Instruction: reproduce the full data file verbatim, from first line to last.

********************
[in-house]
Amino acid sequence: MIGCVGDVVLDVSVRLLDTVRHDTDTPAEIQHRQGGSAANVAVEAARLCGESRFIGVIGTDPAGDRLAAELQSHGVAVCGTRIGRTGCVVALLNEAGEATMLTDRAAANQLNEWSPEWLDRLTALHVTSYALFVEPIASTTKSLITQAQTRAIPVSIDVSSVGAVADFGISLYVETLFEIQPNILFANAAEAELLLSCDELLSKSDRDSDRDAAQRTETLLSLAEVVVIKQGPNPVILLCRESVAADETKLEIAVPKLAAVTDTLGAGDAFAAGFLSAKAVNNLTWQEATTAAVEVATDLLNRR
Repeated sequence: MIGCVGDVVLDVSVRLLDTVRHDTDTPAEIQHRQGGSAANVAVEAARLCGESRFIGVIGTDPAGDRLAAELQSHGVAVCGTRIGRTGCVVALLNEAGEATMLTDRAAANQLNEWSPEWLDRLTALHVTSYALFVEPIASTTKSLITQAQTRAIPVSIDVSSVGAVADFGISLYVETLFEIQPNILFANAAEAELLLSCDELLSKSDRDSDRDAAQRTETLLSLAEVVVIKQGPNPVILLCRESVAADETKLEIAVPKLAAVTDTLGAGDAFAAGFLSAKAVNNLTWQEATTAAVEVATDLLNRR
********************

[in-house]
Amino acid sequence: MIGCVGDVVLDVSVRLLDTVRHDTDTPAEIQHRQGGSAANVAVEAARLCGESRFIGVIGTDPAGDRLAAELQSHGVAVCGTRIGRTGCVVALLNEAGEATMLTDRAAANQLNEWSPEWLDRLTALHVTSYALFVEPIASTTKSLITQAQTRAIPVSIDVSSVGAVADFGISLYVETLFEIQPNILFANAAEAELLLSCDELLSKSDRDSDRDAAQRTETLLSLAEVVVIKQGPNPVILLCRESVAADETKLEIAVPKLAAVTDTLGAGDAFAAGFLSAKAVNNLTWQEATTAAVEVATDLLNRR
Repeated sequence: MIGCVGDVVLDVSVRLLDTVRHDTDTPAEIQHRQGGSAANVAVEAARLCGESRFIGVIGTDPAGDRLAAELQSHGVAVCGTRIGRTGCVVALLNEAGEATMLTDRAAANQLNEWSPEWLDRLTALHVTSYALFVEPIASTTKSLITQAQTRAIPVSIDVSSVGAVADFGISLYVETLFEIQPNILFANAAEAELLLSCDELLSKSDRDSDRDAAQRTETLLSLAEVVVIKQGPNPVILLCRESVAADETKLEIAVPKLAAVTDTLGAGDAFAAGFLSAKAVNNLTWQEATTAAVEVATDLLNRR